This is particularly prevalent in the roofing industry, with the likes of leading roofing systems manufacturer Marley Eternit boasting a product catalogue of materials with EPD accreditation, including its man-made fibre cement slates. Companies like Marley Eternit are also making it easier to access product and HQM information for customers via its website, whilst also providing technical support and staff training to ensure quality of workmanship in installation – an element surprisingly not covered in detail by the HQM.
Superior insulation is also a vital component of a HQM property, with excellent thermal performance and heat transfer qualities helping to guarantee breathability and airtightness. High quality breather membranes are an attractive option for HQM homes and are both UV and heat resistant, with their single layer technology guaranteeing air tightness. Requiring less layers than cheaper, thicker alternatives, breather membranes also have little impact on a property’s interior space.
Products with BBA certification, or are Local Authority Building Control endorsed, provide an extra level of quality assurance, with many brands featuring the BBA stamp of approval across their product ranges. Despite requiring a higher initial investment, by selecting high performing materials from trusted manufacturers, architects in particular can not only meet and exceed HQM standards, but also reduce homeowner costs by ensuring a property’s energy performance is consistently at its best.
With take up of the HQM mark looking only set to increase, the construction industry may see a change in the way products are specified, as homebuilders and architects select materials with responsible sourcing accreditations and durability guarantees, over cheaper alternatives. Arguably, with the HQM also evaluating a property based on its digital connectivity, this could be an opportunity for the construction industry to take a similar approach, utilising more innovative methods of procurement.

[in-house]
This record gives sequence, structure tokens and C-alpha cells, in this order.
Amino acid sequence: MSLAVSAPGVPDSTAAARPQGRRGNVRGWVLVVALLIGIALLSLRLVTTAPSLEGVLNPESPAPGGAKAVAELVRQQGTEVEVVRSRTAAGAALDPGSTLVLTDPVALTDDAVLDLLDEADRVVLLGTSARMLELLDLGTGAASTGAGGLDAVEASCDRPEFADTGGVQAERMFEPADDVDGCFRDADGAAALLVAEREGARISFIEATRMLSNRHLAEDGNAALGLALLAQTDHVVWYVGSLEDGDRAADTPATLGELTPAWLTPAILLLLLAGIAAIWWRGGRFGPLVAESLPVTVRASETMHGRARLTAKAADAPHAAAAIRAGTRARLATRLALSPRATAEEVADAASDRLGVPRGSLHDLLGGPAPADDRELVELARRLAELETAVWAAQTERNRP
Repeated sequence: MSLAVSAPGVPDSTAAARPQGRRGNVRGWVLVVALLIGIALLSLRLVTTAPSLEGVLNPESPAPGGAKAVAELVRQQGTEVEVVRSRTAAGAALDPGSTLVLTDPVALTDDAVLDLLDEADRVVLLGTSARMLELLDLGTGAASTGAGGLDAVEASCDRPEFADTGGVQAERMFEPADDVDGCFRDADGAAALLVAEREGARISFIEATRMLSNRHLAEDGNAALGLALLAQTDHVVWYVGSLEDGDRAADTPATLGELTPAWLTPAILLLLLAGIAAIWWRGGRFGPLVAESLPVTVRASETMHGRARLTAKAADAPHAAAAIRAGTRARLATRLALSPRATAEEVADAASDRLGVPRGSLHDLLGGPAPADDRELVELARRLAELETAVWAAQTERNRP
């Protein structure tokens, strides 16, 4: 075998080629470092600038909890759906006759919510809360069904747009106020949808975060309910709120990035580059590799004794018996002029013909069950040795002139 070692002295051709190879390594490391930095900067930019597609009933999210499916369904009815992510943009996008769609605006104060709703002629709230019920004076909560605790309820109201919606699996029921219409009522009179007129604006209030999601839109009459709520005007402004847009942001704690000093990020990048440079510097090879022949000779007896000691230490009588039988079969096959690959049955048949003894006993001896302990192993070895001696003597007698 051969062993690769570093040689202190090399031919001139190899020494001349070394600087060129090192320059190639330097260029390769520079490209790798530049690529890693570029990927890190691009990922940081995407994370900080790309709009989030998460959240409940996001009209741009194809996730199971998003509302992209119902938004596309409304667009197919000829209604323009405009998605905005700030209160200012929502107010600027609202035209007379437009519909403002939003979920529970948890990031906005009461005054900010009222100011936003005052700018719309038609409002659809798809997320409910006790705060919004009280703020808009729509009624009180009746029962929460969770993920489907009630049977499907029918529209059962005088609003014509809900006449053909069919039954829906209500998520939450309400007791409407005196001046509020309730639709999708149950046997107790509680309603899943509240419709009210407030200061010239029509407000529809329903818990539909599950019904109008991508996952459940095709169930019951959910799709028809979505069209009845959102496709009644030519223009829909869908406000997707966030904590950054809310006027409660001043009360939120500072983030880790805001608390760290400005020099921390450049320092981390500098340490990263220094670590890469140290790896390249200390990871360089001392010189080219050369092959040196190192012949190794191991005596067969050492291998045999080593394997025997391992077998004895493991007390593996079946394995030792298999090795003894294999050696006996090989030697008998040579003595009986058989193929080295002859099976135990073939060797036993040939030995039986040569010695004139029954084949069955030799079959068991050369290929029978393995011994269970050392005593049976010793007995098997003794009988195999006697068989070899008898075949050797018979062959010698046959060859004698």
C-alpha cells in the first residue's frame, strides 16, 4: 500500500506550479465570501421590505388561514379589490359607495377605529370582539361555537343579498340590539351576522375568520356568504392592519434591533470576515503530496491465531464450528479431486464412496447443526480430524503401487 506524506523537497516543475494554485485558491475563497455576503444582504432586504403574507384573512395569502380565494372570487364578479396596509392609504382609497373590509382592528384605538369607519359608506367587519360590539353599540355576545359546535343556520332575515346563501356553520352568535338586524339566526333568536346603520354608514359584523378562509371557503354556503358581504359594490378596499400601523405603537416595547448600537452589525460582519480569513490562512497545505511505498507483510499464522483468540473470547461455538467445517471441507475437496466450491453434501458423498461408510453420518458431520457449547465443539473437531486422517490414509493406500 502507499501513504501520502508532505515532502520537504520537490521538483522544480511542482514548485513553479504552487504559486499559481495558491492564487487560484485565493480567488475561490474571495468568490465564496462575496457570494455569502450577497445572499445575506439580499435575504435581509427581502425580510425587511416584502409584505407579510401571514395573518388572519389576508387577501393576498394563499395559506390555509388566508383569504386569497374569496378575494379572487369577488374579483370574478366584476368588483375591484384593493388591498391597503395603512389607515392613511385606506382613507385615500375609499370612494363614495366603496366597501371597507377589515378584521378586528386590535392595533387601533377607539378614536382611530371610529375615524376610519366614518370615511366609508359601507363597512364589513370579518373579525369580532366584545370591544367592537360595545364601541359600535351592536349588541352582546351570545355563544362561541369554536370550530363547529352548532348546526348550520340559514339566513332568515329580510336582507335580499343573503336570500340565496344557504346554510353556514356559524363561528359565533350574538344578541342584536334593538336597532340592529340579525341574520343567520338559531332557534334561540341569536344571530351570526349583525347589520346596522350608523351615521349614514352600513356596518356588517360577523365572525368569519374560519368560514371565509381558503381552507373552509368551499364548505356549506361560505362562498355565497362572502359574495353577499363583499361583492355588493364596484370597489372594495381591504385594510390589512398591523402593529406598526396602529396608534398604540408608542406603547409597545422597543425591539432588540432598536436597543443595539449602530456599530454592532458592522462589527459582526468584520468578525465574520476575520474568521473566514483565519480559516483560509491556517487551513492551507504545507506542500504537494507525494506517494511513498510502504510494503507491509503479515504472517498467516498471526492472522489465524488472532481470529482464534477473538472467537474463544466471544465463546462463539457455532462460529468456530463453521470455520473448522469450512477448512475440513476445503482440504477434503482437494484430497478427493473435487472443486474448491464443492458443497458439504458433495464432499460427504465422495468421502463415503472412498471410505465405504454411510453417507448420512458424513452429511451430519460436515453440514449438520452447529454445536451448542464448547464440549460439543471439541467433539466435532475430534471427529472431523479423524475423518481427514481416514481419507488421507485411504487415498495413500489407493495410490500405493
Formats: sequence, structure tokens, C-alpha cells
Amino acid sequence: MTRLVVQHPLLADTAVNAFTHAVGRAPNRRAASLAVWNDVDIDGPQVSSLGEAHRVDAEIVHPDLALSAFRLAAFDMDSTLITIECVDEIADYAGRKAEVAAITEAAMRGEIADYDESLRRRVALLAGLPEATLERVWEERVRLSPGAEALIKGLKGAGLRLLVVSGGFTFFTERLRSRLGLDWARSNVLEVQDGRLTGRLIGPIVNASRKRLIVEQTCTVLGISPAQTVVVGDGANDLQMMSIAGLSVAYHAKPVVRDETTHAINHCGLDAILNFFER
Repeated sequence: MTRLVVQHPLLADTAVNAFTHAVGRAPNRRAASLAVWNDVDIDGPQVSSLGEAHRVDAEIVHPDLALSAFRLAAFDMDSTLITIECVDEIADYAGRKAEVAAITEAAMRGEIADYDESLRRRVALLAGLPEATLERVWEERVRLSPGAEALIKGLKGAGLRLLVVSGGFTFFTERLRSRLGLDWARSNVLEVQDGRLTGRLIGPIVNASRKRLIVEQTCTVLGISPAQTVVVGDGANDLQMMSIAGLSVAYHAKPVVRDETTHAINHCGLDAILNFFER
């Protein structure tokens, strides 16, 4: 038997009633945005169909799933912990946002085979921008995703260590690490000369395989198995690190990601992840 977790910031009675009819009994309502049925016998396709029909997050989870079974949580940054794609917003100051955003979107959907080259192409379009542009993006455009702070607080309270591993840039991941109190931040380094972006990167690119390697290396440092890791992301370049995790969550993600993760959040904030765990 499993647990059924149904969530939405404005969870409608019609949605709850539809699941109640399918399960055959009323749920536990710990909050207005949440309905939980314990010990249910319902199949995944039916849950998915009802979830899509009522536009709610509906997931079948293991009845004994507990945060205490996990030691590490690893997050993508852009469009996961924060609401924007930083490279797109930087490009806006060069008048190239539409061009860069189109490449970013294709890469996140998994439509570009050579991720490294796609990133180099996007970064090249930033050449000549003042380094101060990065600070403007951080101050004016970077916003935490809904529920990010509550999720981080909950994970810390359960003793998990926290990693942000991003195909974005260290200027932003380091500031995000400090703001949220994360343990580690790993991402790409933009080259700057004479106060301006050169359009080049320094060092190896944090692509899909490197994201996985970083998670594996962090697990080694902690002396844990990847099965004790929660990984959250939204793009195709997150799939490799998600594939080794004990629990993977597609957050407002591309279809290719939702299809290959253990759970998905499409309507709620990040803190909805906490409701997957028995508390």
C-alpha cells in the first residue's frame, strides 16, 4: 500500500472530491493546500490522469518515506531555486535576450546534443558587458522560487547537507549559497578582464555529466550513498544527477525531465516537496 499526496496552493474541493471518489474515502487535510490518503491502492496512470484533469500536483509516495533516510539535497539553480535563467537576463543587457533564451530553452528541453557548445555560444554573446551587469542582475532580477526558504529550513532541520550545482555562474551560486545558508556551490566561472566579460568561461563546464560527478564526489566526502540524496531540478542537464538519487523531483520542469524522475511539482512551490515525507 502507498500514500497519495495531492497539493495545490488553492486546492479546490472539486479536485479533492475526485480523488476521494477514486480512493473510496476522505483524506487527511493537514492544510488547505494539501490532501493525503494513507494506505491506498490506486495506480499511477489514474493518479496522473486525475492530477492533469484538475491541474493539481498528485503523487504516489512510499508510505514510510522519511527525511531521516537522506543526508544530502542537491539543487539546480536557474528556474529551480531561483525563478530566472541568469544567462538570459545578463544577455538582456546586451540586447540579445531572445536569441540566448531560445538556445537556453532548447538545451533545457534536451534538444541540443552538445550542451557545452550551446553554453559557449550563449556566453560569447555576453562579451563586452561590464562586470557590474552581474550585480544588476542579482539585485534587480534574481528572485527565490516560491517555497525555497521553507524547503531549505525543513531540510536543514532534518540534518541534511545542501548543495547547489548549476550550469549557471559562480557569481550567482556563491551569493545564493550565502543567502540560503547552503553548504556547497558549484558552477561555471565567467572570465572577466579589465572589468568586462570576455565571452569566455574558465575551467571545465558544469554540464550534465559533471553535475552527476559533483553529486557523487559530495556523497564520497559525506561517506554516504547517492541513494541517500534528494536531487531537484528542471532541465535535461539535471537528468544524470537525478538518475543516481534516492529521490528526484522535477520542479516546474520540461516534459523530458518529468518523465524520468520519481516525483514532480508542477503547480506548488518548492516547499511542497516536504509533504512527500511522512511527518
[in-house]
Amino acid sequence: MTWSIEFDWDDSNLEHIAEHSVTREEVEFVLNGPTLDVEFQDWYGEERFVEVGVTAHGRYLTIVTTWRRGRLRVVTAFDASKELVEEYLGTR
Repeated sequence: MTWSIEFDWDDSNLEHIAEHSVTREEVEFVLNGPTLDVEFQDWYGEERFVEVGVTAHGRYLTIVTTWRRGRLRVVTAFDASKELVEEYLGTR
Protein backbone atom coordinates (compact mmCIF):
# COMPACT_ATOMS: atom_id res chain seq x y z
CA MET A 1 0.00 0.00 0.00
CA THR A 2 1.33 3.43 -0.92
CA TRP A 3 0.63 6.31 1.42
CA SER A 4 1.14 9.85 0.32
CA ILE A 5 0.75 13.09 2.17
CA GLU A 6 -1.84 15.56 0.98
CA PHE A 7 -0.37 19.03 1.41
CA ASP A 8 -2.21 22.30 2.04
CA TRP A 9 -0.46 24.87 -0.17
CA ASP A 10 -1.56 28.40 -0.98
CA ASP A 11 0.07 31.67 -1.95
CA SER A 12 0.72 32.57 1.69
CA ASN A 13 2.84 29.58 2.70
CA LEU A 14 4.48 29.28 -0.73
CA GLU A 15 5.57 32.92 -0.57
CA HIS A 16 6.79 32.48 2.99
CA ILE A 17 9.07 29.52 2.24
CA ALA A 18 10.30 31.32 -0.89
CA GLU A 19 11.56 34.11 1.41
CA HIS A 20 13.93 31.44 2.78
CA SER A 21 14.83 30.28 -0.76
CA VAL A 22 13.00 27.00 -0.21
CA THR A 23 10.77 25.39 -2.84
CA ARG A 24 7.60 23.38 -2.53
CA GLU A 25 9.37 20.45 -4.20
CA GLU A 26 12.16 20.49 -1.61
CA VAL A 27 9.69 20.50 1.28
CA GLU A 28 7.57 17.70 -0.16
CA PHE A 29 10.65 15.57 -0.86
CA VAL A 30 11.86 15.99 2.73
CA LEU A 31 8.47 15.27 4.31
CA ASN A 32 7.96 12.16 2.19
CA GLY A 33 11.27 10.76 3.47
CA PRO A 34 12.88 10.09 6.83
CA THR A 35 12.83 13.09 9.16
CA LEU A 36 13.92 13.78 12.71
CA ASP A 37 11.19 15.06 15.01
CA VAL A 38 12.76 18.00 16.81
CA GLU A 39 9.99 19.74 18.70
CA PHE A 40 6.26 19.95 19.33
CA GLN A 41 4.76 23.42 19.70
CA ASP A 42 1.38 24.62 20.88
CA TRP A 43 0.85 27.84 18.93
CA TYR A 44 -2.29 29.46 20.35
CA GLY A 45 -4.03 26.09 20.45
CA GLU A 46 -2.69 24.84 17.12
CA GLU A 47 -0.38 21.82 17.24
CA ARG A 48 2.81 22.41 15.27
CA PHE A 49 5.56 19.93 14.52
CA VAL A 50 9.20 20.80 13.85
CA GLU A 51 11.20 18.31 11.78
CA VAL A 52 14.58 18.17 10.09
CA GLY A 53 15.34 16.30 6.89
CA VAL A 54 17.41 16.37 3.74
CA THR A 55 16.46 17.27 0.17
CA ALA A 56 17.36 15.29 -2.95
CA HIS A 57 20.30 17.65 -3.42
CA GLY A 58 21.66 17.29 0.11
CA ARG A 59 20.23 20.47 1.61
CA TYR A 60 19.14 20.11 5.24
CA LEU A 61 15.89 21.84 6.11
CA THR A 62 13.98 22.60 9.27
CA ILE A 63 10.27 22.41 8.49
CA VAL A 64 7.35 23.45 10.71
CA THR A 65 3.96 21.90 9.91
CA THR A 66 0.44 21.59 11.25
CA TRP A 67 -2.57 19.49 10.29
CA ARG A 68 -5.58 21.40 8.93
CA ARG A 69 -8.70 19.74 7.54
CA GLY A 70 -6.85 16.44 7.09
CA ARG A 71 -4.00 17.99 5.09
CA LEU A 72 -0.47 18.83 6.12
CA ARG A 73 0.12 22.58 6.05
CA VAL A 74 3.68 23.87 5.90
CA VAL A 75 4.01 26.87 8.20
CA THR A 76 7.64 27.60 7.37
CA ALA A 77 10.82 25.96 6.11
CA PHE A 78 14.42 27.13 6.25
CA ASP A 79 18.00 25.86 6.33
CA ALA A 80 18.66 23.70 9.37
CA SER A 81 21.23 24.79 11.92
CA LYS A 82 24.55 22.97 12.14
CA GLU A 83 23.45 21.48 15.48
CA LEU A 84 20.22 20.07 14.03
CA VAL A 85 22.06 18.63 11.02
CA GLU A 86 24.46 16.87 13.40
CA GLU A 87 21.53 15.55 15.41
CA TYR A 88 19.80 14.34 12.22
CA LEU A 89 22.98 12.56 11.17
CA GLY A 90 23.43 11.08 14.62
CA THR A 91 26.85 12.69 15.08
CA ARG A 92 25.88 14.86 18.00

Online resources are a valuable channel for architects and contractors when evaluating and purchasing materials in accordance with the HQM. With a plethora of product information, technical guides and dedicated customers support teams, online stores often feature significantly larger product catalogues when compared to their traditional high street merchant counterparts.
This is particularly relevant for higher specification or bespoke construction projects, where the more unusual or innovative products required are not stocked readily by over-the-counter merchants. Even when used as a point of reference, construction eCommerce stores can be a convenient resource for those looking for the best HQM friendly products at a competitive price.
Looking to the Future
Whilst not yet mandatory, the future of the HQM depends entirely on consumer and homebuilder uptake, however goes some way in placing both the consumer and environment at the heart of construction, setting a higher standard for the industry. For those designing new homes, the mark places significant importance at every stage of a build, encouraging greater communication between every of the supply chain – all of which must work in tandem if the coveted grade is to be achieved.
Materials play a starring role in the HQM, and the industry should use this period of adaption as an opportunity to adopt new procurement practices to guarantee the high performance and quality associated with the standard, helping to push the boundaries of home design, sustainable building practices and product innovation. With homeowners set to enjoy a raft of benefits including significantly reduced energy costs, the HQM may become the first choice for all those looking for a new home.